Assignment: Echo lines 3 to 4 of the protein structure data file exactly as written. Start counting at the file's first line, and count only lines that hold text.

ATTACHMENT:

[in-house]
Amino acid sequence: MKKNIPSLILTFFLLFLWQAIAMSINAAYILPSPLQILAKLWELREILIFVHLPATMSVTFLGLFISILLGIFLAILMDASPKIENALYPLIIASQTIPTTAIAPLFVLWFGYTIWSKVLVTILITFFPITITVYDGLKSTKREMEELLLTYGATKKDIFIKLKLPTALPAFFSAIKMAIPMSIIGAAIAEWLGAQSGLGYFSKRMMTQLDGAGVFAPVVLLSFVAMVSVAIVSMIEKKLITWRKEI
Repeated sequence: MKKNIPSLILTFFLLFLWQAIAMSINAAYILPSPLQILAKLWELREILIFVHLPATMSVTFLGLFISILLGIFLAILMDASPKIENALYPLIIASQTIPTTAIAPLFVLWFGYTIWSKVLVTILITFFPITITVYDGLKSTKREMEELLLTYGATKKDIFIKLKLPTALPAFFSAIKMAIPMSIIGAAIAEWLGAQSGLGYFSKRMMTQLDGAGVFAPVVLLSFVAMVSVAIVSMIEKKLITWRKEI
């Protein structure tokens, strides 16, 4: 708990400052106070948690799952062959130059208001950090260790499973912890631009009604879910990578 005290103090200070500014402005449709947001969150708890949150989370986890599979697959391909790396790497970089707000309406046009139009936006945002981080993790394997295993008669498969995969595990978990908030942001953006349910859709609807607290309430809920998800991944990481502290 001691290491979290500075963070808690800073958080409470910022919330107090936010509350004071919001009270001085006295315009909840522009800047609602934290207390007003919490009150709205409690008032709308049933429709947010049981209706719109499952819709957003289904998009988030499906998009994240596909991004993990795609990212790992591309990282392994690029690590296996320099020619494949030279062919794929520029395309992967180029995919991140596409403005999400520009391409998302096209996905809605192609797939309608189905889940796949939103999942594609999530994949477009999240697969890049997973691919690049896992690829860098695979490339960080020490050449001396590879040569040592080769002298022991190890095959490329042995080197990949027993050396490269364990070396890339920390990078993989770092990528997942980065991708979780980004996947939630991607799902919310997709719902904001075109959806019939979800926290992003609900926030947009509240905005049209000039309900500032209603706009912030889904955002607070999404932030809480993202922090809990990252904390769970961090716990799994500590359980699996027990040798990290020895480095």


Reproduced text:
Repeated sequence: MKKNIPSLILTFFLLFLWQAIAMSINAAYILPSPLQILAKLWELREILIFVHLPATMSVTFLGLFISILLGIFLAILMDASPKIENALYPLIIASQTIPTTAIAPLFVLWFGYTIWSKVLVTILITFFPITITVYDGLKSTKREMEELLLTYGATKKDIFIKLKLPTALPAFFSAIKMAIPMSIIGAAIAEWLGAQSGLGYFSKRMMTQLDGAGVFAPVVLLSFVAMVSVAIVSMIEKKLITWRKEI
């Protein structure tokens, strides 16, 4: 708990400052106070948690799952062959130059208001950090260790499973912890631009009604879910990578 005290103090200070500014402005449709947001969150708890949150989370986890599979697959391909790396790497970089707000309406046009139009936006945002981080993790394997295993008669498969995969595990978990908030942001953006349910859709609807607290309430809920998800991944990481502290 001691290491979290500075963070808690800073958080409470910022919330107090936010509350004071919001009270001085006295315009909840522009800047609602934290207390007003919490009150709205409690008032709308049933429709947010049981209706719109499952819709957003289904998009988030499906998009994240596909991004993990795609990212790992591309990282392994690029690590296996320099020619494949030279062919794929520029395309992967180029995919991140596409403005999400520009391409998302096209996905809605192609797939309608189905889940796949939103999942594609999530994949477009999240697969890049997973691919690049896992690829860098695979490339960080020490050449001396590879040569040592080769002298022991190890095959490329042995080197990949027993050396490269364990070396890339920390990078993989770092990528997942980065991708979780980004996947939630991607799902919310997709719902904001075109959806019939979800926290992003609900926030947009509240905005049209000039309900500032209603706009912030889904955002607070999404932030809480993202922090809990990252904390769970961090716990799994500590359980699996027990040798990290020895480095």